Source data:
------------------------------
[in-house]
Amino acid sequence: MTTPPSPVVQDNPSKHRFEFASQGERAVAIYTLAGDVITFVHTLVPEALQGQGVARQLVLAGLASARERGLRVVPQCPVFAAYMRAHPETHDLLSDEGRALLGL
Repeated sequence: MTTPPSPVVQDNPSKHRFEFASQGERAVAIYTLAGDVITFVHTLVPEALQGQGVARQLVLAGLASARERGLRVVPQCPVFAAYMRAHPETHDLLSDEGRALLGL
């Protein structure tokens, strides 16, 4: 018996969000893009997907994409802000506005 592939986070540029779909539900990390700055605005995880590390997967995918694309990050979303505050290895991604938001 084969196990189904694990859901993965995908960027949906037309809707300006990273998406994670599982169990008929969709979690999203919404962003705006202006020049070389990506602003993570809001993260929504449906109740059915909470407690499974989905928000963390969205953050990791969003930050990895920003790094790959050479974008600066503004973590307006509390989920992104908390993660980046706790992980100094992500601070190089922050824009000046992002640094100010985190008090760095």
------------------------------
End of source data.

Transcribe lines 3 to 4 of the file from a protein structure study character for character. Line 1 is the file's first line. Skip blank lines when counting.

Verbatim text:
Repeated sequence: MTTPPSPVVQDNPSKHRFEFASQGERAVAIYTLAGDVITFVHTLVPEALQGQGVARQLVLAGLASARERGLRVVPQCPVFAAYMRAHPETHDLLSDEGRALLGL
């Protein structure tokens, strides 16, 4: 018996969000893009997907994409802000506005 592939986070540029779909539900990390700055605005995880590390997967995918694309990050979303505050290895991604938001 084969196990189904694990859901993965995908960027949906037309809707300006990273998406994670599982169990008929969709979690999203919404962003705006202006020049070389990506602003993570809001993260929504449906109740059915909470407690499974989905928000963390969205953050990791969003930050990895920003790094790959050479974008600066503004973590307006509390989920992104908390993660980046706790992980100094992500601070190089922050824009000046992002640094100010985190008090760095």